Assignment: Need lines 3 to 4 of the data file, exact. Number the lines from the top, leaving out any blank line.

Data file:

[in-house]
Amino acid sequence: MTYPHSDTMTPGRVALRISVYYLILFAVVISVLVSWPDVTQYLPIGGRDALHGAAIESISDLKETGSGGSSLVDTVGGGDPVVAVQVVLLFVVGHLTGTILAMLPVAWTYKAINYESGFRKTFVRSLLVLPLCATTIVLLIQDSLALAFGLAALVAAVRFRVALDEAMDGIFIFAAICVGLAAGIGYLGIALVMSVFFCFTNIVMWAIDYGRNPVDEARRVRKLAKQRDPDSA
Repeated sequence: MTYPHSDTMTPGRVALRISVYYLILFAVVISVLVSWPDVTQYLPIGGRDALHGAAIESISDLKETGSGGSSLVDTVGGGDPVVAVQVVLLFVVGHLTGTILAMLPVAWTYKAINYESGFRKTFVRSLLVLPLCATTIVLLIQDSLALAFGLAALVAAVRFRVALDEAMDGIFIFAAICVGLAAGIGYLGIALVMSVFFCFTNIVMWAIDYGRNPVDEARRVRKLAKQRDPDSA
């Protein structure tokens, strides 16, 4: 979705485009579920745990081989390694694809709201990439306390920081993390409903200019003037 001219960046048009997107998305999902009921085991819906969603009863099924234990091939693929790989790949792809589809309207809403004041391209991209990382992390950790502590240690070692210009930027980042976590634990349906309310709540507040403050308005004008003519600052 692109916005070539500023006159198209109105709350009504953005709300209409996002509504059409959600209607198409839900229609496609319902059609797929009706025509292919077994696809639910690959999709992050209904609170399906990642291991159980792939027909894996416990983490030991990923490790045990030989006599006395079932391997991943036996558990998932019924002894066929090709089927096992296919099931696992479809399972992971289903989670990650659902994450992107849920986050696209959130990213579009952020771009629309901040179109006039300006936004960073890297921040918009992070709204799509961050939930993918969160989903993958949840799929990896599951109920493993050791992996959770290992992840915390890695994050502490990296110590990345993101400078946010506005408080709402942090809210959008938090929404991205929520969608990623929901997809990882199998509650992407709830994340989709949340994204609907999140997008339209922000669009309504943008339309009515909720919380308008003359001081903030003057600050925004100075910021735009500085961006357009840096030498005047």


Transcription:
Repeated sequence: MTYPHSDTMTPGRVALRISVYYLILFAVVISVLVSWPDVTQYLPIGGRDALHGAAIESISDLKETGSGGSSLVDTVGGGDPVVAVQVVLLFVVGHLTGTILAMLPVAWTYKAINYESGFRKTFVRSLLVLPLCATTIVLLIQDSLALAFGLAALVAAVRFRVALDEAMDGIFIFAAICVGLAAGIGYLGIALVMSVFFCFTNIVMWAIDYGRNPVDEARRVRKLAKQRDPDSA
């Protein structure tokens, strides 16, 4: 979705485009579920745990081989390694694809709201990439306390920081993390409903200019003037 001219960046048009997107998305999902009921085991819906969603009863099924234990091939693929790989790949792809589809309207809403004041391209991209990382992390950790502590240690070692210009930027980042976590634990349906309310709540507040403050308005004008003519600052 692109916005070539500023006159198209109105709350009504953005709300209409996002509504059409959600209607198409839900229609496609319902059609797929009706025509292919077994696809639910690959999709992050209904609170399906990642291991159980792939027909894996416990983490030991990923490790045990030989006599006395079932391997991943036996558990998932019924002894066929090709089927096992296919099931696992479809399972992971289903989670990650659902994450992107849920986050696209959130990213579009952020771009629309901040179109006039300006936004960073890297921040918009992070709204799509961050939930993918969160989903993958949840799929990896599951109920493993050791992996959770290992992840915390890695994050502490990296110590990345993101400078946010506005408080709402942090809210959008938090929404991205929520969608990623929901997809990882199998509650992407709830994340989709949340994204609907999140997008339209922000669009309504943008339309009515909720919380308008003359001081903030003057600050925004100075910021735009500085961006357009840096030498005047």